In it, but not of it. TPM DC
"We think that the contest court may have felt constrained by some of the older Supreme Court cases -- 1975, 1937, some other cases -- and as a lower court wasn't about to say that the Supreme Court cases didn't apply here," Langdon explained. "However, the Supreme Court itself can make it clear that those cases involved very distinct circumstances that aren't applicable here. And as a result, they don't govern this action, and the constitutional issues -- equal protection and due process -- do."
Langdon predicted that the court might set a schedule to hear arguments in anywhere from two weeks to two months. "In normal circumstances, with a typical civil case, the process could take anywhere from three to eight months," he said. "So this is -- whatever they choose will be very expedited."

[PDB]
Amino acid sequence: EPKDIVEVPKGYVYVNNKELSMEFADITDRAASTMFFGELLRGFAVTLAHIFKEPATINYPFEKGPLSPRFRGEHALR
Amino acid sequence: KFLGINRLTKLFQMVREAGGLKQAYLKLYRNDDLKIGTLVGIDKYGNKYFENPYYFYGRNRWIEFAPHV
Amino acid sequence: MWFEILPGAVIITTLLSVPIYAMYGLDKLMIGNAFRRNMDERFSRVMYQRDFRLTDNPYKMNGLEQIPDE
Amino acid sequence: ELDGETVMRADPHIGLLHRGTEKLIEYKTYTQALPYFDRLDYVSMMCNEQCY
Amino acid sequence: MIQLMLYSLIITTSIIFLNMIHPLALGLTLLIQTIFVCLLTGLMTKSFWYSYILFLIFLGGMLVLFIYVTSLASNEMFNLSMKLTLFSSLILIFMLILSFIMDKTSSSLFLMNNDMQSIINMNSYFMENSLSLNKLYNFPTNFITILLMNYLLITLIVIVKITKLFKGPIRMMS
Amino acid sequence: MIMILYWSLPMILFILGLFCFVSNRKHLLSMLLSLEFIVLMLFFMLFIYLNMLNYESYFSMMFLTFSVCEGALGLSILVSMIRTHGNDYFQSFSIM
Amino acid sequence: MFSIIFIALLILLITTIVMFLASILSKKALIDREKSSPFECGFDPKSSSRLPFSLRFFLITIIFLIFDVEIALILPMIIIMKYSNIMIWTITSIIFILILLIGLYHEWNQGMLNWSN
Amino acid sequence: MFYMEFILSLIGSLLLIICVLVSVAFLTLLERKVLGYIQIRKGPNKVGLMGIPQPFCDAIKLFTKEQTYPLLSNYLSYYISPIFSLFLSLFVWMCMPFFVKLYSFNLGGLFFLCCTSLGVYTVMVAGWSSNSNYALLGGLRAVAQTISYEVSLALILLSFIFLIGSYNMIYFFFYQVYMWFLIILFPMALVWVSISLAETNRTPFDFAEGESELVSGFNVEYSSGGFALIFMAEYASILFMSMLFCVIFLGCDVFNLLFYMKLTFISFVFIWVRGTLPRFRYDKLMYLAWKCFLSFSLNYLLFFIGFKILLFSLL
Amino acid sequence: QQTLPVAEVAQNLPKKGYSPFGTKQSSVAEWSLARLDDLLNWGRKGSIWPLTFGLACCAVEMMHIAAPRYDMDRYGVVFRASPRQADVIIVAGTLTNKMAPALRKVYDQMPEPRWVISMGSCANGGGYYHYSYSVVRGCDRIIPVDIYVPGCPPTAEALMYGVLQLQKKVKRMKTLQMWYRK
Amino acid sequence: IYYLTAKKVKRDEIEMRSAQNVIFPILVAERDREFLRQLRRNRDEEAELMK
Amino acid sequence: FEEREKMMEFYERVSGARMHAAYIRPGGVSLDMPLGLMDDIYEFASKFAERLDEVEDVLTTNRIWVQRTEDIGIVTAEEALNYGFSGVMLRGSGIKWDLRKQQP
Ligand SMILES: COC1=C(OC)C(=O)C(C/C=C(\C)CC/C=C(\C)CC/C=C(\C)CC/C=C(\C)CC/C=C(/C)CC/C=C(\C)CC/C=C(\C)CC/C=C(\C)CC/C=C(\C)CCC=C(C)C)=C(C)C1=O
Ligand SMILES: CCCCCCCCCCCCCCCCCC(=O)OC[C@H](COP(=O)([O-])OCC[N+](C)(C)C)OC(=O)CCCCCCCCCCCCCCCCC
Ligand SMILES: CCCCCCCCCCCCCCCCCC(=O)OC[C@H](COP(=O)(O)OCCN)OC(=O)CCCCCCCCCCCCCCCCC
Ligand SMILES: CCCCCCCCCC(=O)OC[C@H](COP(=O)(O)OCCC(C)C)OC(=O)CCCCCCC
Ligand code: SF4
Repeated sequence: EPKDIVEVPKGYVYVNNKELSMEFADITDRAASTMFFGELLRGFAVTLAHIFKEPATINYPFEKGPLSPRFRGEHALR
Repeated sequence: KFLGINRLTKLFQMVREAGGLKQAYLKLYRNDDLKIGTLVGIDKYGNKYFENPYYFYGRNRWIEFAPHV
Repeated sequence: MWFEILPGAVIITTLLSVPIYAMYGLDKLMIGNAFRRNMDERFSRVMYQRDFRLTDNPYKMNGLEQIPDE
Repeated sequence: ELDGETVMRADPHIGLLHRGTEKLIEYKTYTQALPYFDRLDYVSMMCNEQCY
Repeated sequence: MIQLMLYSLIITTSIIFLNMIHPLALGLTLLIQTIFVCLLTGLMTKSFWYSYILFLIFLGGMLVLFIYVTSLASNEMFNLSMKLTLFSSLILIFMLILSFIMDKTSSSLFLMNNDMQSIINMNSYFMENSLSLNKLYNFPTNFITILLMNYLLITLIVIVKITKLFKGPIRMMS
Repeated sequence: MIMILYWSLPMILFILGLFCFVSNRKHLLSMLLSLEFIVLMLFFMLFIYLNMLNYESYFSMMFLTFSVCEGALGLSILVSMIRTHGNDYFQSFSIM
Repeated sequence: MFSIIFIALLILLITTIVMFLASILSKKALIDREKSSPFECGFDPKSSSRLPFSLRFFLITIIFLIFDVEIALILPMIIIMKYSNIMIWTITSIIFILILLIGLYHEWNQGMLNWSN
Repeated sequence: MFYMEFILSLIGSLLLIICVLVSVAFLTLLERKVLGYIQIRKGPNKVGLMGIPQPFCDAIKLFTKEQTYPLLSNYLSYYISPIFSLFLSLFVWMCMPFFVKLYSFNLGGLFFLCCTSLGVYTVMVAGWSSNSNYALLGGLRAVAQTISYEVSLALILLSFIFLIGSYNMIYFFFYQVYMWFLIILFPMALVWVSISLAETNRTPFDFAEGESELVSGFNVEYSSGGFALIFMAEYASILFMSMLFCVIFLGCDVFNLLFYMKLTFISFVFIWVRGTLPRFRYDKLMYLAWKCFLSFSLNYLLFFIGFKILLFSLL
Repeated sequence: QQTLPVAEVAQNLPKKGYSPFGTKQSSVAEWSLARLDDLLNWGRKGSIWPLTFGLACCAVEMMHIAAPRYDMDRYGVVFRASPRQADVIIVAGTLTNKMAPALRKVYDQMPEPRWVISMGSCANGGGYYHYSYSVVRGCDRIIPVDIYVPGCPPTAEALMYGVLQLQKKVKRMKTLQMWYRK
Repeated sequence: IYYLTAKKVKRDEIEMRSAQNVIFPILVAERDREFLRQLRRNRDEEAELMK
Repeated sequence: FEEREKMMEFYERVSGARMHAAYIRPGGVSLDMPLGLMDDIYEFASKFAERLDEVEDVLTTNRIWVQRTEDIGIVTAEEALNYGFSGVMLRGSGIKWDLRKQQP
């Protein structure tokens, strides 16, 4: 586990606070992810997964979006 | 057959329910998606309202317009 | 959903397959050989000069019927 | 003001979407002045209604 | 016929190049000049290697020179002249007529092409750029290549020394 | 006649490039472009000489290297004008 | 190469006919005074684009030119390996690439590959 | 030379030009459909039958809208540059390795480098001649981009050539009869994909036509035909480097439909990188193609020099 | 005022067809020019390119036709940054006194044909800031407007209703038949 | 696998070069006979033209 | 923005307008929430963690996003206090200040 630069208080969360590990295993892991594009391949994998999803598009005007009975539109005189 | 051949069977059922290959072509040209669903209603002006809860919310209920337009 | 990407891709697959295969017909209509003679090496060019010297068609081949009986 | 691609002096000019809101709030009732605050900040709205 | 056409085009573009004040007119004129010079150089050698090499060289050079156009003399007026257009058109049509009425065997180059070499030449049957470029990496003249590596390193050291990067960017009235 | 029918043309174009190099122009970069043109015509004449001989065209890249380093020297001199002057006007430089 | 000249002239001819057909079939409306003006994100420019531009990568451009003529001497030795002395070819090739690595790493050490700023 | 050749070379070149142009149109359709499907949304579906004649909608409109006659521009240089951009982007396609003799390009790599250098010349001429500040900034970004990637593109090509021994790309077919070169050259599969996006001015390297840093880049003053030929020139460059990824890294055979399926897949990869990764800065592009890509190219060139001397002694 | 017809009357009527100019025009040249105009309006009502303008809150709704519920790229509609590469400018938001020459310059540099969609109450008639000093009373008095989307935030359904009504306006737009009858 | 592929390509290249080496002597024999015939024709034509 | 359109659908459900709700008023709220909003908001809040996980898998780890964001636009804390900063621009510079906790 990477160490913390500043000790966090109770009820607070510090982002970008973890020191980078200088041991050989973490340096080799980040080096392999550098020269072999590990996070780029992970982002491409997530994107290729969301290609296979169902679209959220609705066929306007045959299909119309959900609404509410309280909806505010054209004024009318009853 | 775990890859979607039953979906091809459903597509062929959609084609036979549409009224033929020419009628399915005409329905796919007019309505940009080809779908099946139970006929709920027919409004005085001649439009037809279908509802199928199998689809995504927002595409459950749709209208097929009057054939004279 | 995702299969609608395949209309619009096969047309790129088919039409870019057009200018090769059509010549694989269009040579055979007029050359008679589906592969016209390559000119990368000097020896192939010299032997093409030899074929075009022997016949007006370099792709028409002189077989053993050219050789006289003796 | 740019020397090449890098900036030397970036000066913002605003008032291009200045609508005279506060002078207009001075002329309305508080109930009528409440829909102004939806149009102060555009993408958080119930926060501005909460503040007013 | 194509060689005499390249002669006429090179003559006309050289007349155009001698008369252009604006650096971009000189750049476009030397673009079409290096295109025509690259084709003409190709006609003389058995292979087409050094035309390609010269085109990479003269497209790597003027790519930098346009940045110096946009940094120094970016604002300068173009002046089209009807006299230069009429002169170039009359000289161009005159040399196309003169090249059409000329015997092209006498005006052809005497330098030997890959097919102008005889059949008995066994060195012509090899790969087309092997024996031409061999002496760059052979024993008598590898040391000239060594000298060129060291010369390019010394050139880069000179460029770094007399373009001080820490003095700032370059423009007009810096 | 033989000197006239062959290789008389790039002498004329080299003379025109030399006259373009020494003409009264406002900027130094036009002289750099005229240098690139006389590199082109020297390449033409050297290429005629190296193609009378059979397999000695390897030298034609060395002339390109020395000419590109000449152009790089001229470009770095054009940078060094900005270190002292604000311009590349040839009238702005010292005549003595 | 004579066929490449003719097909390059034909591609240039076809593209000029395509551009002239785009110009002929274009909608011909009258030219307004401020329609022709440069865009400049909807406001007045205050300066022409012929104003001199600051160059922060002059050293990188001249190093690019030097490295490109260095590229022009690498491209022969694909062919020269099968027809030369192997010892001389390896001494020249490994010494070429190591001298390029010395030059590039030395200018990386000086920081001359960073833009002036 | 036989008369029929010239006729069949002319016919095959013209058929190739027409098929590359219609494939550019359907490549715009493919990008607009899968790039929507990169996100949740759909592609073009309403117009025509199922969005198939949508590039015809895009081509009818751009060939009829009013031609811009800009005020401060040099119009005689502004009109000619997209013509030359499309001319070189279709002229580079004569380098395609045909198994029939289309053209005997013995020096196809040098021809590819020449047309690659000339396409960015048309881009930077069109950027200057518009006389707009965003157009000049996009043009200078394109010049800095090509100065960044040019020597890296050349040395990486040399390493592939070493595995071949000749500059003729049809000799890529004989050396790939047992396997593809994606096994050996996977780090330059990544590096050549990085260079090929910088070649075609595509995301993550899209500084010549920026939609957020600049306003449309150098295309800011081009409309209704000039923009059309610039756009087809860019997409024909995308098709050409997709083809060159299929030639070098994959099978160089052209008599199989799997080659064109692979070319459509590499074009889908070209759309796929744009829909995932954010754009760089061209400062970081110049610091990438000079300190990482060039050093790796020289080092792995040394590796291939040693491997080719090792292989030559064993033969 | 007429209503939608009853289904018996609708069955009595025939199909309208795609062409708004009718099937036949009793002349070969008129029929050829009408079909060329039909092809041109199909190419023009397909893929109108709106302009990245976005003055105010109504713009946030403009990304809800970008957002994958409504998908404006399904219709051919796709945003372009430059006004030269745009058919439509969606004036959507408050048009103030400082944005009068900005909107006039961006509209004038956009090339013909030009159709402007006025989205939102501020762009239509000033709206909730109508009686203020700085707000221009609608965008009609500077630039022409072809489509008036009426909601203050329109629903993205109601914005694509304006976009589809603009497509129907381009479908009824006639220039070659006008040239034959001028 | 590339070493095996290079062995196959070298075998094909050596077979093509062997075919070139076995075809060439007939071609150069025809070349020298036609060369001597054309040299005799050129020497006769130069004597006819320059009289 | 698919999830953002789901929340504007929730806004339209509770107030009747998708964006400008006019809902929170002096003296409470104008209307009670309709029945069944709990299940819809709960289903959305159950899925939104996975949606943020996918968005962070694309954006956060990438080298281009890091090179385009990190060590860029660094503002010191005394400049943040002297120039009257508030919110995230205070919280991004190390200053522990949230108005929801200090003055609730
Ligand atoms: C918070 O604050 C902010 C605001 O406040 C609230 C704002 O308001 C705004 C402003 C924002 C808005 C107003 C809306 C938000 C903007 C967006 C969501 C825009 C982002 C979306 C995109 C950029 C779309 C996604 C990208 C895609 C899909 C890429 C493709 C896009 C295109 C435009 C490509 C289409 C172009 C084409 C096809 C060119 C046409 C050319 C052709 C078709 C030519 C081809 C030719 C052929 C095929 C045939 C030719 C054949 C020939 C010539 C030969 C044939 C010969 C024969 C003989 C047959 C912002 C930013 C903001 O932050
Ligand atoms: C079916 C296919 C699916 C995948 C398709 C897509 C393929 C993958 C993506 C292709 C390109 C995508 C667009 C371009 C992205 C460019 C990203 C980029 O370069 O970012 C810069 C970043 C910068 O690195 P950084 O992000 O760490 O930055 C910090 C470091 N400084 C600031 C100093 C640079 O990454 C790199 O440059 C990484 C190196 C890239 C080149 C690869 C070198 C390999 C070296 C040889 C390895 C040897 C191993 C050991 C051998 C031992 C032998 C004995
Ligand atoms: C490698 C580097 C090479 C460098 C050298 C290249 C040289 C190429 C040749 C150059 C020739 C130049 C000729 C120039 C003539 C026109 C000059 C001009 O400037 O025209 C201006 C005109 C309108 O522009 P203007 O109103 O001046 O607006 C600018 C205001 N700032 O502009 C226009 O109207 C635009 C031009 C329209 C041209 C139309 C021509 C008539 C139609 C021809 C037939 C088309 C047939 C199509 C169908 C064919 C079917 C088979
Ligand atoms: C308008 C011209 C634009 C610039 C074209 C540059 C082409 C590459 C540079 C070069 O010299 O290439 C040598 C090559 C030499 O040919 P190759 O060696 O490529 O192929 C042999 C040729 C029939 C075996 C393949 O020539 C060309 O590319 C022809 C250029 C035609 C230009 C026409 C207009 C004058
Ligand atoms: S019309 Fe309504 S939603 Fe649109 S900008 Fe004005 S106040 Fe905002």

Langdon also explained the process, and how the notice of appeal will briefly lay out which issues will be appealed, which will then be expanded upon in the later briefs: "It's essentially the same issues as were at trial, only focused on the constitutional arguments."